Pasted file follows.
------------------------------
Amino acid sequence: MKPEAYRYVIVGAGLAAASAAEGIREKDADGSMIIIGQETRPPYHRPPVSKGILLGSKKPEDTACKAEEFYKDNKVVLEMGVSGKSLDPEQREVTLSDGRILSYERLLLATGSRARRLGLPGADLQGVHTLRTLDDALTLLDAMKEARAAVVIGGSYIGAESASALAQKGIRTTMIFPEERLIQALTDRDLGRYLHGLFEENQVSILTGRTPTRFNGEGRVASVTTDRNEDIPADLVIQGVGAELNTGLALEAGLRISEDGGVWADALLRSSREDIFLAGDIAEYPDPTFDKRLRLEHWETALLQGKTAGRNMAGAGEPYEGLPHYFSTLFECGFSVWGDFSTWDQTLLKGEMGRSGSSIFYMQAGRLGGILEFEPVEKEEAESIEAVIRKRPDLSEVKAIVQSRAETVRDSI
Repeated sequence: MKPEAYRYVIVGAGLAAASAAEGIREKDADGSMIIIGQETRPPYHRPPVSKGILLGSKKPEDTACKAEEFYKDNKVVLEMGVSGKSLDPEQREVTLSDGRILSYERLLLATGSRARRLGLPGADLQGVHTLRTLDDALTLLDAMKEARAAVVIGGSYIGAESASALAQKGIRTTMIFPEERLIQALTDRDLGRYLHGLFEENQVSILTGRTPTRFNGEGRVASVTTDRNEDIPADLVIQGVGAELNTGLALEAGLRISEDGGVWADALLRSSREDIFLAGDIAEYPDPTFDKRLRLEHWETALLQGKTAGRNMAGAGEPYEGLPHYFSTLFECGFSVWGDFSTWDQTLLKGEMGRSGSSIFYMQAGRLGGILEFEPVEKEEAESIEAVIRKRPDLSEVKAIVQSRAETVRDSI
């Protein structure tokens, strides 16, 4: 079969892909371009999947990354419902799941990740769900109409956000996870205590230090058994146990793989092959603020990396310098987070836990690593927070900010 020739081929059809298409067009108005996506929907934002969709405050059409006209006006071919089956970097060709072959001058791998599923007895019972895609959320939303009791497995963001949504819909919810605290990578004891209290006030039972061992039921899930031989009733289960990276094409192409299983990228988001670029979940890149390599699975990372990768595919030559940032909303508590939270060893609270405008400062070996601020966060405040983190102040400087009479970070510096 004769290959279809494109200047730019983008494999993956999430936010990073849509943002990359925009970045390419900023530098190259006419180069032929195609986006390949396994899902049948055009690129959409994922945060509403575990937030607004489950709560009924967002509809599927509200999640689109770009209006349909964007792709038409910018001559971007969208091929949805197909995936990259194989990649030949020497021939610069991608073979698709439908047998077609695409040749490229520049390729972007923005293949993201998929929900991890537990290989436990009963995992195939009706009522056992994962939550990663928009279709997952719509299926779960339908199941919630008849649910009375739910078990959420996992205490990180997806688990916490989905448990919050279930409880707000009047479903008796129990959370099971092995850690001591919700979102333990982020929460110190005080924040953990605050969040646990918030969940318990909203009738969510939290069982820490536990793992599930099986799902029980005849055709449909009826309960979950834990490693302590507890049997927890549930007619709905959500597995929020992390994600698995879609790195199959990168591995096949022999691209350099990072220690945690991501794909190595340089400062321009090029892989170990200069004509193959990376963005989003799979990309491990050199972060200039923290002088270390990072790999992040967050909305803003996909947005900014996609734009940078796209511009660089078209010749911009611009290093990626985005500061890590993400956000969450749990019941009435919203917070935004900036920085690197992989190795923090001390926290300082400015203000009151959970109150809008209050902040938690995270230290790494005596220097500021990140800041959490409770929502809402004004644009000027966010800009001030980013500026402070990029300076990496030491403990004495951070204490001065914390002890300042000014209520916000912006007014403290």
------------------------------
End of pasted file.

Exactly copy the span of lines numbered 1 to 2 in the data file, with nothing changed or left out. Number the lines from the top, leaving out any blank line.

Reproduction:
Amino acid sequence: MKPEAYRYVIVGAGLAAASAAEGIREKDADGSMIIIGQETRPPYHRPPVSKGILLGSKKPEDTACKAEEFYKDNKVVLEMGVSGKSLDPEQREVTLSDGRILSYERLLLATGSRARRLGLPGADLQGVHTLRTLDDALTLLDAMKEARAAVVIGGSYIGAESASALAQKGIRTTMIFPEERLIQALTDRDLGRYLHGLFEENQVSILTGRTPTRFNGEGRVASVTTDRNEDIPADLVIQGVGAELNTGLALEAGLRISEDGGVWADALLRSSREDIFLAGDIAEYPDPTFDKRLRLEHWETALLQGKTAGRNMAGAGEPYEGLPHYFSTLFECGFSVWGDFSTWDQTLLKGEMGRSGSSIFYMQAGRLGGILEFEPVEKEEAESIEAVIRKRPDLSEVKAIVQSRAETVRDSI
Repeated sequence: MKPEAYRYVIVGAGLAAASAAEGIREKDADGSMIIIGQETRPPYHRPPVSKGILLGSKKPEDTACKAEEFYKDNKVVLEMGVSGKSLDPEQREVTLSDGRILSYERLLLATGSRARRLGLPGADLQGVHTLRTLDDALTLLDAMKEARAAVVIGGSYIGAESASALAQKGIRTTMIFPEERLIQALTDRDLGRYLHGLFEENQVSILTGRTPTRFNGEGRVASVTTDRNEDIPADLVIQGVGAELNTGLALEAGLRISEDGGVWADALLRSSREDIFLAGDIAEYPDPTFDKRLRLEHWETALLQGKTAGRNMAGAGEPYEGLPHYFSTLFECGFSVWGDFSTWDQTLLKGEMGRSGSSIFYMQAGRLGGILEFEPVEKEEAESIEAVIRKRPDLSEVKAIVQSRAETVRDSI